$3,157,416 Frank Moore directed arena work. One morning in 2001, Moore never arrived to oversee Dudley’s work. “Frank didn’t show up at Oh-Dark-Thirty,” Dudley said in a press release, “and I thought, if he trusts me to do it myself, I’ve made the grade.” Before Dudley became a director in 2001, he won the Top Hand Award, Paisley debuts video with PRCA footage Country music star Brad Paisley compares breakups to rodeos in his latest song, “Bucked Off,” a theme on which he doubles down on in the new video for the single, which was released recently. In the video, Paisley intersperses the fan-filmed footage with video of PRCA rodeo clips. Check out the video at http://bit.ly/BuckedOffOfficial. Dudley named to lead Red Bluff Round-Up Mike Dudley was elected as the president of the Red Bluff (Calif.) Round-Up. Dudley, a resident of Red Bluff, has been helping with the Round-Up since 1991. That year, his dad, Harry, a long-time director on the Round-Up board, asked Mike to stop by the Tehama District Fairgrounds with a tractor to help with a job. Mike did, enjoyed it and returned for the next few years, doing “odds and ends and chores,” he said. A few years later, he began helping prepare the arena for competition.

given annually to a volunteer at the Round-Up who goes above and beyond the call of duty. Being president of the rodeo is an honor, he said. John Trede served as president before Dudley; before Trede, Dave Ramelli was president; and before Ramelli, it was Frank Moore. Dudley knows he has big shoes to fill, or, in his words, “I’ve got big Justin (Boots) to fill.” At elections, Trede was elected as first vice president; Mike Growney was elected as second vice president, and Paul Wood was re-elected as secretary/ treasurer. The 98th annual Red Bluff Round-Up will run April 19-21. Tickets are on sale at www.RedBluffRoundup.com. For more information, visit the website or call the office at 530.527.1000. PRCA Rodeo Camps on tap A PRCA rodeo camp in Fort Worth, Texas, will take place from 8 am. – 1 p.m. (CT), Jan. 27. All abilities welcome – ages 8-plus. Registration is required — http://bit.ly/PRCACampFW. Cowboy Downhill hits slopes Jan. 21 The Cowboy Downhill, which benefits the Justin Cowboy Crisis Fund, takes place Jan. 21 in Steamboat Springs, Colo. Direct questions to Amber Jacobs with JCCF at 719.528.4726 or ajacobs@prorodeo.com.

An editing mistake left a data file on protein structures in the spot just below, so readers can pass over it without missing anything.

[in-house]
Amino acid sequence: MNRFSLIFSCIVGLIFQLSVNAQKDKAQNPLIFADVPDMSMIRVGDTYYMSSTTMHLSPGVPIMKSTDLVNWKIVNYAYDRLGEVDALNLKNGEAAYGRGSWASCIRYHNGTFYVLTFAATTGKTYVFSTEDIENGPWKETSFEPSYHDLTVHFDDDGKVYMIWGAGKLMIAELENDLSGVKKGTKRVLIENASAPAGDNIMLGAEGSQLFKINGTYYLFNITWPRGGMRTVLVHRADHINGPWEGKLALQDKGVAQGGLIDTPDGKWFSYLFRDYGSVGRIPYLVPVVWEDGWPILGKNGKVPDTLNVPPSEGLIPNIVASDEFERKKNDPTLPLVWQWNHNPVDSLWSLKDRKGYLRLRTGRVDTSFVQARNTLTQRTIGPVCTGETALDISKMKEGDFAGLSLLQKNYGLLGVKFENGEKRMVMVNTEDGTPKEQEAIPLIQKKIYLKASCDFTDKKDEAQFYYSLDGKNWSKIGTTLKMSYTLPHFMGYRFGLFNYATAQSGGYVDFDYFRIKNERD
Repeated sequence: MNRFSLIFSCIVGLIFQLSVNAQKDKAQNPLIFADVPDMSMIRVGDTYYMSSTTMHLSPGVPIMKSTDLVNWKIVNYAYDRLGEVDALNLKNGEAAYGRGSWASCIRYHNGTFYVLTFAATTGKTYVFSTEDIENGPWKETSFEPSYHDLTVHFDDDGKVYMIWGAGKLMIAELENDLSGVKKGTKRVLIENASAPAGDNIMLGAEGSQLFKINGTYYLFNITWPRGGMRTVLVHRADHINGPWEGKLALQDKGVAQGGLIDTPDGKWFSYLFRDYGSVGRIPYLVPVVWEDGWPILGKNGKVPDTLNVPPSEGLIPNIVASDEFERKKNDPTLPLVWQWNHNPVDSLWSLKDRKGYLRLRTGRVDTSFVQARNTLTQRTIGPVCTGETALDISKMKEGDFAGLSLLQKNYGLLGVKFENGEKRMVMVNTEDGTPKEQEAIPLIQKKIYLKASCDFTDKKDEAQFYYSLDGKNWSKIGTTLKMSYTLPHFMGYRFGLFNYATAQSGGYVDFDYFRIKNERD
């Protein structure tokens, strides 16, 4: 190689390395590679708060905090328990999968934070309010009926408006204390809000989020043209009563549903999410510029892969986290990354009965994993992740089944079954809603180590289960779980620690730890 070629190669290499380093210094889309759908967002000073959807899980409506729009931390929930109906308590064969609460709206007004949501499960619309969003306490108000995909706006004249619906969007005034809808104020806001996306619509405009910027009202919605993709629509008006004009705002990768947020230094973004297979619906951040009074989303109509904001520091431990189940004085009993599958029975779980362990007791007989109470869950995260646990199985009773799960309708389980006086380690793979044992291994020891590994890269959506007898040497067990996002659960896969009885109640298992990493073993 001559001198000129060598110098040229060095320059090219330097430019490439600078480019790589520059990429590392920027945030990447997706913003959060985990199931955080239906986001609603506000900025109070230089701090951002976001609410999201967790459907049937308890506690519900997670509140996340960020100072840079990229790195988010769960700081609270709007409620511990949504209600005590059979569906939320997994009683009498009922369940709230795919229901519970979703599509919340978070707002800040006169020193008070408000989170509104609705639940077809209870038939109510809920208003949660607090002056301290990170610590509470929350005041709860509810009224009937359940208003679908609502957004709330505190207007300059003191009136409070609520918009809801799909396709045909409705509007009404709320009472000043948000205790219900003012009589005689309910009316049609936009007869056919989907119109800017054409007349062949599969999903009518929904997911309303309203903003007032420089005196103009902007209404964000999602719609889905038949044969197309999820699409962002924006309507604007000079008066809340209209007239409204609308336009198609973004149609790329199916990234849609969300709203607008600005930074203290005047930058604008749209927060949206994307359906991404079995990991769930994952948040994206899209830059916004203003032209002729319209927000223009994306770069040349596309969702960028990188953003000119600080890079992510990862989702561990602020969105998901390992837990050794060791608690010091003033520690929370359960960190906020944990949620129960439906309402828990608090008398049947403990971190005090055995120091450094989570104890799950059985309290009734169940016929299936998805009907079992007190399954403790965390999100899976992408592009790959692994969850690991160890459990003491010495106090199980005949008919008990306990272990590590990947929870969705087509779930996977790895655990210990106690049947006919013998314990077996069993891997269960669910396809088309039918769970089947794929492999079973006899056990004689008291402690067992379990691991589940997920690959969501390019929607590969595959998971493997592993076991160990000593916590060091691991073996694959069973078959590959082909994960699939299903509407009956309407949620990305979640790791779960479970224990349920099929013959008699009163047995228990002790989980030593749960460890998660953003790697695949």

MONEYWON BY PRCA COWBOYS INTHE 2019 SEASON

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NFR RECAP

Ty Breuer was already injured when he arrived at his fourth Wrangler NFR. He over- extended his elbow in Round 3 and battled his way through until Round 9 when he was knocked out of competition for the final round. PRCA ProRodeo photo by James Phifer

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Injured cowboys now on mend after Wrangler NFR RecoveryTime

INJURY STATUS Number of treatments at the Wrangler NFR the past four years.

of an overall soreness from hitting it hard and fast,” Foster said. “Then they get used to the pain and the adrenaline gets going.” Some of the injured competitors at the Wrangler NFR couldn’t finish the 10-day rodeo. By the final round, there were only 12 bareback riders competing, as Ty Breuer, Will Lowe and Bill Tutor were out with injuries. Bull rider Trevor Kastner also missed some action, as did bullfighter Nate Jestes. TY BREUER Breuer entered his fourthWrangler NFR with his right (riding) elbow already banged up. His Round 3 ride made matters worse. His brace wasn’t on tight enough and his elbow got over-extended. Breuer was knocked out of competition during Round 9 when he sprained that elbow on Mo Betta Rodeo’s Jason’s Pride. “I kept riding, but it was making the bottom of my hand numb and I couldn’t lift on my riggin’,” Breuer said.

• 2015 – 543 • 2016 – 534 • 2017 – 582 • 2018 – 657

BY MATT NABER G ambling isn’t limited to the casinos in Las Vegas. Every time a cowboy enters theThomas &Mack Center, there’s a chance he could win big or go broke, sometimes with serious injuries. The Wrangler National Finals Rodeo’s $10 million payout creates the highest stakes of the season, motivating ProRodeo’s best athletes to push their limits in pursuit of the world title. Broken bones, concussions, stitches and more are all part of the sport. There were 657 treatments for 45 athletes during

Number of treatments for the season over the last four years.

• 2015 – 1,200 • 2016 – 1,300 • 2017 – 1,437 • 2018 – 1,541